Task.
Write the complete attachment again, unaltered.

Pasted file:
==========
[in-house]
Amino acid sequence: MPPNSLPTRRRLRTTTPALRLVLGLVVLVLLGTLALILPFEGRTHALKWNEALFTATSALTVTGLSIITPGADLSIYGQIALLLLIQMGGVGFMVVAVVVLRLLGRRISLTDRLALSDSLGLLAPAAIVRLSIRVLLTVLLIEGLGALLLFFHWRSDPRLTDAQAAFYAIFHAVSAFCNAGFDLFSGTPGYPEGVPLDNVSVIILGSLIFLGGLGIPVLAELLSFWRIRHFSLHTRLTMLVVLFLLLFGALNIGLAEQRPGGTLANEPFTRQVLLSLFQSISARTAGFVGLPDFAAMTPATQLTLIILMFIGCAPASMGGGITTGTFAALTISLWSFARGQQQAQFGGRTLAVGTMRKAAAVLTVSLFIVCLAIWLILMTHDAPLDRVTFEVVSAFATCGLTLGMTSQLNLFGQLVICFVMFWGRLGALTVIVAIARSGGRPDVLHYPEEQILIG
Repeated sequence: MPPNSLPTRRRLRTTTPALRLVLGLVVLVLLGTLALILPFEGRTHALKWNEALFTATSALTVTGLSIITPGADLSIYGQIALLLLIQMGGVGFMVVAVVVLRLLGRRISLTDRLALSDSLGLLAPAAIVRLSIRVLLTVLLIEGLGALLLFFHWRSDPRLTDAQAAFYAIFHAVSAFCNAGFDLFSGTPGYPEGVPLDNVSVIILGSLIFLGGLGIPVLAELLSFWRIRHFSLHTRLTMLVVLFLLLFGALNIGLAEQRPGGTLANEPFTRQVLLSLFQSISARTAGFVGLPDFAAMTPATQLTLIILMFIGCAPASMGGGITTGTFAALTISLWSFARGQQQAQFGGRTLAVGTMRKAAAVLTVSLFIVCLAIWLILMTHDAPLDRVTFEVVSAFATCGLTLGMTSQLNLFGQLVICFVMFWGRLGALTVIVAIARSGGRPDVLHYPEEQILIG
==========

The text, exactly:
[in-house]
Amino acid sequence: MPPNSLPTRRRLRTTTPALRLVLGLVVLVLLGTLALILPFEGRTHALKWNEALFTATSALTVTGLSIITPGADLSIYGQIALLLLIQMGGVGFMVVAVVVLRLLGRRISLTDRLALSDSLGLLAPAAIVRLSIRVLLTVLLIEGLGALLLFFHWRSDPRLTDAQAAFYAIFHAVSAFCNAGFDLFSGTPGYPEGVPLDNVSVIILGSLIFLGGLGIPVLAELLSFWRIRHFSLHTRLTMLVVLFLLLFGALNIGLAEQRPGGTLANEPFTRQVLLSLFQSISARTAGFVGLPDFAAMTPATQLTLIILMFIGCAPASMGGGITTGTFAALTISLWSFARGQQQAQFGGRTLAVGTMRKAAAVLTVSLFIVCLAIWLILMTHDAPLDRVTFEVVSAFATCGLTLGMTSQLNLFGQLVICFVMFWGRLGALTVIVAIARSGGRPDVLHYPEEQILIG
Repeated sequence: MPPNSLPTRRRLRTTTPALRLVLGLVVLVLLGTLALILPFEGRTHALKWNEALFTATSALTVTGLSIITPGADLSIYGQIALLLLIQMGGVGFMVVAVVVLRLLGRRISLTDRLALSDSLGLLAPAAIVRLSIRVLLTVLLIEGLGALLLFFHWRSDPRLTDAQAAFYAIFHAVSAFCNAGFDLFSGTPGYPEGVPLDNVSVIILGSLIFLGGLGIPVLAELLSFWRIRHFSLHTRLTMLVVLFLLLFGALNIGLAEQRPGGTLANEPFTRQVLLSLFQSISARTAGFVGLPDFAAMTPATQLTLIILMFIGCAPASMGGGITTGTFAALTISLWSFARGQQQAQFGGRTLAVGTMRKAAAVLTVSLFIVCLAIWLILMTHDAPLDRVTFEVVSAFATCGLTLGMTSQLNLFGQLVICFVMFWGRLGALTVIVAIARSGGRPDVLHYPEEQILIG